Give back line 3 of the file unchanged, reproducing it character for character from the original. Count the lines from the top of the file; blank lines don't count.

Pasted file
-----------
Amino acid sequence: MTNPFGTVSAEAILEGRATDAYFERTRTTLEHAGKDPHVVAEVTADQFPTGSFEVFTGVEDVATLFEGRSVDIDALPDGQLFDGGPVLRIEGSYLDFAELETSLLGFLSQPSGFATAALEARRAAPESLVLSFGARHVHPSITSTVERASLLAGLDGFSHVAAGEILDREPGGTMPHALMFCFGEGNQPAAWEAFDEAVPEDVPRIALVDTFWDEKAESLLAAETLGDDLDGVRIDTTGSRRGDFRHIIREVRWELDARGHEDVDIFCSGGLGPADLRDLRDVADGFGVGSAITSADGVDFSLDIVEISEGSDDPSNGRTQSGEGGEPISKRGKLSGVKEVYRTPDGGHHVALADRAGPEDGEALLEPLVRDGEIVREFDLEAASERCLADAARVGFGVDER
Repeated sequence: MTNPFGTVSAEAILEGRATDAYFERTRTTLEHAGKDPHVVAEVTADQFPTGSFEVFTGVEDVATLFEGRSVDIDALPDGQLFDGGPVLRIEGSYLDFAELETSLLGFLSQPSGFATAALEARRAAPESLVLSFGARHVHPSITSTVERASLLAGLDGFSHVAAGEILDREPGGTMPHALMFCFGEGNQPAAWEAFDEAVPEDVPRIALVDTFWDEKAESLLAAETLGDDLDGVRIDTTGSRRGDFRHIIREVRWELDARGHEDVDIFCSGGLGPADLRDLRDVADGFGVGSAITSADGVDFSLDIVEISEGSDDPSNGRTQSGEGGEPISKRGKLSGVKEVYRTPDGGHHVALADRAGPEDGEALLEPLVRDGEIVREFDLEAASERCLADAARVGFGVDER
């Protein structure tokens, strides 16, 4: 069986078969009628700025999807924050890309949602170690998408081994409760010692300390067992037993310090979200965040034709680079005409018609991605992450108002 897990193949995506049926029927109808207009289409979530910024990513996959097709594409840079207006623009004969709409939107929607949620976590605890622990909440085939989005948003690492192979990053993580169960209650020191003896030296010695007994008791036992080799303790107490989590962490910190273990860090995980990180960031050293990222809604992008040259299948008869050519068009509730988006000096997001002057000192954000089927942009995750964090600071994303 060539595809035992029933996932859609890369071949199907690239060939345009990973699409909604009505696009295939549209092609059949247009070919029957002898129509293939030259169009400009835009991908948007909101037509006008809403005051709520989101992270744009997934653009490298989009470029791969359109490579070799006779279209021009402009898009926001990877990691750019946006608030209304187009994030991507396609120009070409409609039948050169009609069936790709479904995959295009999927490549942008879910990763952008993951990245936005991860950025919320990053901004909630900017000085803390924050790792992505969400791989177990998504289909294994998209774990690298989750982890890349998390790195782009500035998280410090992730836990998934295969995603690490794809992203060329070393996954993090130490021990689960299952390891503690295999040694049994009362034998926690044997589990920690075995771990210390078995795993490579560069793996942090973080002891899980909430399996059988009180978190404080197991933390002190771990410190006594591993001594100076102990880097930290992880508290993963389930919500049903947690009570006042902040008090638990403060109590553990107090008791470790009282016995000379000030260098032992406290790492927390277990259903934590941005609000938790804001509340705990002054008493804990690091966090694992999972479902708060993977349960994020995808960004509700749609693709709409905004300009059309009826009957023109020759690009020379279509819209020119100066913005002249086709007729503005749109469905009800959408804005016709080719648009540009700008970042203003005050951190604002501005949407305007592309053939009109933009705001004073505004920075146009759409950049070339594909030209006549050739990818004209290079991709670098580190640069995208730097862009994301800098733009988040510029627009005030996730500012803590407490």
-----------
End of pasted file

């Protein structure tokens, strides 16, 4: 069986078969009628700025999807924050890309949602170690998408081994409760010692300390067992037993310090979200965040034709680079005409018609991605992450108002 897990193949995506049926029927109808207009289409979530910024990513996959097709594409840079207006623009004969709409939107929607949620976590605890622990909440085939989005948003690492192979990053993580169960209650020191003896030296010695007994008791036992080799303790107490989590962490910190273990860090995980990180960031050293990222809604992008040259299948008869050519068009509730988006000096997001002057000192954000089927942009995750964090600071994303 060539595809035992029933996932859609890369071949199907690239060939345009990973699409909604009505696009295939549209092609059949247009070919029957002898129509293939030259169009400009835009991908948007909101037509006008809403005051709520989101992270744009997934653009490298989009470029791969359109490579070799006779279209021009402009898009926001990877990691750019946006608030209304187009994030991507396609120009070409409609039948050169009609069936790709479904995959295009999927490549942008879910990763952008993951990245936005991860950025919320990053901004909630900017000085803390924050790792992505969400791989177990998504289909294994998209774990690298989750982890890349998390790195782009500035998280410090992730836990998934295969995603690490794809992203060329070393996954993090130490021990689960299952390891503690295999040694049994009362034998926690044997589990920690075995771990210390078995795993490579560069793996942090973080002891899980909430399996059988009180978190404080197991933390002190771990410190006594591993001594100076102990880097930290992880508290993963389930919500049903947690009570006042902040008090638990403060109590553990107090008791470790009282016995000379000030260098032992406290790492927390277990259903934590941005609000938790804001509340705990002054008493804990690091966090694992999972479902708060993977349960994020995808960004509700749609693709709409905004300009059309009826009957023109020759690009020379279509819209020119100066913005002249086709007729503005749109469905009800959408804005016709080719648009540009700008970042203003005050951190604002501005949407305007592309053939009109933009705001004073505004920075146009759409950049070339594909030209006549050739990818004209290079991709670098580190640069995208730097862009994301800098733009988040510029627009005030996730500012803590407490």